Serum Lipid and Blood Pressure Levels in Children and Adolescent Aged 3-18 Years with History of Early Onset Myocardial Infarction in Their Parents: A Case Control Study|
Zand, Soliman; Koohestani, Hamid-Reza; Baghcheghi, Naiereh & Rezai, Korosh
Atherosclerosis is a process that begins during childhood, progresses asymptomatically,
and generally shows no clinical manifestations until adulthood. Hyperlipidemia and high blood
pressure have been associated with an increased risk of atherosclerosis and cardiovascular disease.
The purpose of this study was to evaluate the serum lipid and blood pressure levels in children and
adolescents aged 3-18 years with the history of early onset of myocardial infarction in their
parents; and to compare them with the control group.
This is a case-control study in which 209 children and adolescents, aged 3-18 years,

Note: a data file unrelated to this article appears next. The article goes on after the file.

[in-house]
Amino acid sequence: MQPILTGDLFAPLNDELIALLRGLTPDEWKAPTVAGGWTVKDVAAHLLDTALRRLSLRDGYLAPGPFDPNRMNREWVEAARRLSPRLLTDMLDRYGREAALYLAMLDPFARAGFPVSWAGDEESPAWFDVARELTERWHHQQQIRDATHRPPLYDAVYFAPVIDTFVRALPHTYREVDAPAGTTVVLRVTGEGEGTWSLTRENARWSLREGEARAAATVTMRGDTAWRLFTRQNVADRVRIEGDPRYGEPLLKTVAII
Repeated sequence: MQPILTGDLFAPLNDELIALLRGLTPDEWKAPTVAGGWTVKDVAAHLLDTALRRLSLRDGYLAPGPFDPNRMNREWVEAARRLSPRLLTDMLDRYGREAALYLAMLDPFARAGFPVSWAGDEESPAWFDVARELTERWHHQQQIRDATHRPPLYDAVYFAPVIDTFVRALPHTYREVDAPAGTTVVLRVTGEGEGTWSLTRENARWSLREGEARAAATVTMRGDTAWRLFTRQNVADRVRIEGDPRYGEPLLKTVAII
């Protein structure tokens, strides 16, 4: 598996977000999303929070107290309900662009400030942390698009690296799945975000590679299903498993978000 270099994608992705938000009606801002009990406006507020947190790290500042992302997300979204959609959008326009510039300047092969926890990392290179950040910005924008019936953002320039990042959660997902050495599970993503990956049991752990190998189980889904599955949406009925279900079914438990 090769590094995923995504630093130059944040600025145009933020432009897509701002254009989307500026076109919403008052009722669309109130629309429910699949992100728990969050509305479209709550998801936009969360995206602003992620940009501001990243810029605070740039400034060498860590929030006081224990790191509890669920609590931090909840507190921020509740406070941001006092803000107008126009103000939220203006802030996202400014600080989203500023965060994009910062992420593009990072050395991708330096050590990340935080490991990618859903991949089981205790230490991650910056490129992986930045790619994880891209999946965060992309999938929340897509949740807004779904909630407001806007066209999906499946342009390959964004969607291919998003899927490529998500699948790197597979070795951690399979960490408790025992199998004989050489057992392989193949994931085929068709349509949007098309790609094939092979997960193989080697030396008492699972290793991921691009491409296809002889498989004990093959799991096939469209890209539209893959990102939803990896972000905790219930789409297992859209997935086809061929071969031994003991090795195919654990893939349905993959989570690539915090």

with a family history of early onset myocardial infarction as case group were selected and
compared to 209 individuals of the same age group, without the history of early onset myocardial
infarction as the control group. Their serum lipid and blood pressure levels were measured. Data
was analyzed by SPSS software.
Mean cholesterol, LDL and triglycerides were 171.64, 112.26 and 97.32 mg/dl,
respectively in the case group; 150.04, 104.82 and 181.57 mg/dl in the control group which
showed significant difference. Mean HDL level was 38.86 mg/dl in the case and 39.59 mg/dl in
the control group which had no significant difference. Mean systolic and diastolic blood pressure
were 110/22 and 71/84 mmHg in the case and 99/13 and 60/31 mmHg in the control group that
shows significant difference.
Serum lipid and blood pressure levels in children and adolescents with a history of
early onset myocardial infarction in their parents are higher in the control group, therefore, these
children are at high risk for coronary artery disease.
Serum lipid; Blood pressure; Children; Parents; Early onset myocardial infarction